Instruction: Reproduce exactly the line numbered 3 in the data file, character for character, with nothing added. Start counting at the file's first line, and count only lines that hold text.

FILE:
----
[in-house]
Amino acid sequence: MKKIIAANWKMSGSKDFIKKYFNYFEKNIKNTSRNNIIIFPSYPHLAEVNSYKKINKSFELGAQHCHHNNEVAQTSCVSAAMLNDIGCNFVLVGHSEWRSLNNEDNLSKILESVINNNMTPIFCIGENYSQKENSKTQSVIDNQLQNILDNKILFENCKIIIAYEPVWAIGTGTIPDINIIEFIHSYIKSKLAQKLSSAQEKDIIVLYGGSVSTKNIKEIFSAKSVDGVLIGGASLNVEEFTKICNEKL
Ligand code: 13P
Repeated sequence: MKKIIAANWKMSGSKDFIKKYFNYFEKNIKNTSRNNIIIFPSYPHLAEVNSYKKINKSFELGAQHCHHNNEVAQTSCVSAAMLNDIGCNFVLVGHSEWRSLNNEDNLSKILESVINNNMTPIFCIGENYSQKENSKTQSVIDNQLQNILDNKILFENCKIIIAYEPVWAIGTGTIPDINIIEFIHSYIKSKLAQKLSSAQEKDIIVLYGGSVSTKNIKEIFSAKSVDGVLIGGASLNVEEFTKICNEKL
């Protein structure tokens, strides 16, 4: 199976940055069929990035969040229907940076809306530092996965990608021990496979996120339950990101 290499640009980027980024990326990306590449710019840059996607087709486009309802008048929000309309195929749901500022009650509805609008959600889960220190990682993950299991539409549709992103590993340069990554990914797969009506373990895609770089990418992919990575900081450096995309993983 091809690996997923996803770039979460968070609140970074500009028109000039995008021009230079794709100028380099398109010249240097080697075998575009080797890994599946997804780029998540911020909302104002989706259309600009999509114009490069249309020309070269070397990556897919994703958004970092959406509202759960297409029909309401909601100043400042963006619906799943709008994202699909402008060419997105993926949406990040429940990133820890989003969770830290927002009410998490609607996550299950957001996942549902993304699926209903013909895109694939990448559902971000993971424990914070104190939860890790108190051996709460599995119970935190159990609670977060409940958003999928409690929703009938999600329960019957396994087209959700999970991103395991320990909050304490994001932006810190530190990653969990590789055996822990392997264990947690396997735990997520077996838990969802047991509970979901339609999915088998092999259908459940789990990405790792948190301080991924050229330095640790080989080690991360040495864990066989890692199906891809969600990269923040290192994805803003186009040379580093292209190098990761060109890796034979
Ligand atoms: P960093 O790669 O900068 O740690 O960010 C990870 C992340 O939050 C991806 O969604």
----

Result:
Ligand code: 13P